Dendritic spines undergo synaptic pruning in the medial prefrontal cortex (mPFC) during adolescence, a process which is excessive in schizophrenia, believed to underlie cognitive impairment. Despite its importance, the mechanism underlying synaptic pruning in the mPFC is not known. Our preliminary findings suggest that extrasynaptic ?4?? GABAA receptors (GABARs), which transiently emerge on the spine at puberty onset (~PND 35) for 10d, trigger adolescent synaptic pruning in the mPFC. These receptors generate a shunting inhibition which impairs NMDA receptor activation. Our previous findings in CA1 hippocampus established that the inhibition generated by these receptors reduces expression of the Rho-GEF spine protein Kalirin-7, necessary for spine maintenance, via this reduced NMDA receptor activity. We will test the hypothesis that similar effects on spine proteins play a role in adolescent pruning in mPFC. The proposed aims will use multiple techniques, including in vivo two-photon imaging, electrophysiological, pharmacological, and immunocytochemical assays. To this end, we will chronically manipulate ?4?? function during adolescence (~PND 35-44) and quantify spine density at 8 and 12 wks of age. Preliminary data shows that spine density is decreased in both layer 3 and 5 post- pubertally in +/+ but not ?4-/- mice, implicating ?4?? GABARs. Because synaptic GABAergic input targets the spine in the cortex, the role of ?1?2?2 GABARs will also be examined. These experiments will use acute pharmacological (agonists, modulators) and genetic manipulation (global/conditional/local knock-down) of ?4?? and ?1?2?2 to explore the role of these receptors in regulating spine density and morphology assessed using Golgi and electrophysiological techniques. To explore the effect of this pruning on circuit and behavioral plasticity, in vivo two-photon techniques in combination with multi- neuron recording will be used to image the Ca++ signals and record activity generated by neuronal ensembles in response to visual stimuli in the awake mouse across adolescence and after GABAR modulation/knock-down. We will thus assess the effect of pubertal ?4?? GABARs and GABAR- generated pruning on circuit function, including the power and synchronization of theta and gamma oscillations as well as on circuit activity/synchronization of ensembles and mPFC-dependent learning tasks. The findings from the proposed studies will directly address the functional role of GABAergic inhibition on dendritic spines at puberty, and will also provide mechanisms for the process of synaptic pruning, as well as explore functional outcomes of alterations in this process. These results are relevant for schizophrenia where excessive synaptic pruning and impaired working memory are reported in association reduced power/sychronization of visually-evoked gamma oscillations, and where single nucleotide polymorphisms of the ? gene are reported, suggesting a genetic link.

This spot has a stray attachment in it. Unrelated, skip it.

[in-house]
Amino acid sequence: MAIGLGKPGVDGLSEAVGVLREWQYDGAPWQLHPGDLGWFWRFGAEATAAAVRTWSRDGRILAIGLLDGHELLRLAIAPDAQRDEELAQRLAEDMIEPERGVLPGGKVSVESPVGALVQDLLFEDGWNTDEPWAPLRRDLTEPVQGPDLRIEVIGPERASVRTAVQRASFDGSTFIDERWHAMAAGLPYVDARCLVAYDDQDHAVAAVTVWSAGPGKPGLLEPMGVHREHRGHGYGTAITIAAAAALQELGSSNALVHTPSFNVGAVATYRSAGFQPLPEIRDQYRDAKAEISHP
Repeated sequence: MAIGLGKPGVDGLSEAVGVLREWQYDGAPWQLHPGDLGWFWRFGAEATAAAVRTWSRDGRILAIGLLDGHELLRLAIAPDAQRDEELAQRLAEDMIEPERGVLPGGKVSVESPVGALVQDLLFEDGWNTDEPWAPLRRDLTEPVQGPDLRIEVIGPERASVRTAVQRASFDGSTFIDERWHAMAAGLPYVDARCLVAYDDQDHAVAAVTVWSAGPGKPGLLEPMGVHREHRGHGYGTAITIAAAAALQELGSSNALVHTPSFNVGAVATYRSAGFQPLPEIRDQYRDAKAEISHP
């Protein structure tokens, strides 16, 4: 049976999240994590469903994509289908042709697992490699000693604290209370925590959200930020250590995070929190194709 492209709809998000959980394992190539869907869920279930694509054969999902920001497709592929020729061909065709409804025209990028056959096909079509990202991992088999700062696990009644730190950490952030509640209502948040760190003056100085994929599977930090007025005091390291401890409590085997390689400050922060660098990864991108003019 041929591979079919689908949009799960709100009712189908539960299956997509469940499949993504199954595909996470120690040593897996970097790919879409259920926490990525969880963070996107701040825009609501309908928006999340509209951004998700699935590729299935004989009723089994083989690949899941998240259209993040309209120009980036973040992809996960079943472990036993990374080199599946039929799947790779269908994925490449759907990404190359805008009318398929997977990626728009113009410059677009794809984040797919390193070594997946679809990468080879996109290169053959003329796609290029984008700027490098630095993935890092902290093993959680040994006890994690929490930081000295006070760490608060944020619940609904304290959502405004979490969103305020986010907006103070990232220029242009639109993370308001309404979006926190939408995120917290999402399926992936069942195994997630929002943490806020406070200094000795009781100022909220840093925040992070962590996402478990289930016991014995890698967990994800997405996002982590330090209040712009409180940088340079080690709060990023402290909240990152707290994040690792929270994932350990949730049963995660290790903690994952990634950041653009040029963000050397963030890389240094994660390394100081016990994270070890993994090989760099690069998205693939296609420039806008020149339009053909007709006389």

Public Health Relevance

Schizophrenia is a disabling mental illness associated with excessive synaptic pruning in the prefrontal cortex which likely underlies the cognitive deficits associated with this disorder. The mechanism underlying synaptic pruning of this region during adolescence is not yet known and will be addressed in this proposal by examining the role of a novel inhibitory receptor, the ?4?? GABAA receptor, which emerges at puberty in the prefrontal cortex and has been found to be defective in some cases of schizophrenia. The proposed experiments will use state of the art imaging, recording and behavioral techniques as well as genetic manipulations to examine normal and abnormal pruning, similar to that found in schizophrenia and autism, which may suggest novel therapeutic strategies.

National Institute of Health (NIH)
National Institute of Mental Health (NIMH)
Research Project (R01)
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Special Emphasis Panel (ZRG1)
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Nadler, Laurie S
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Suny Downstate Medical Center
Schools of Medicine
United States
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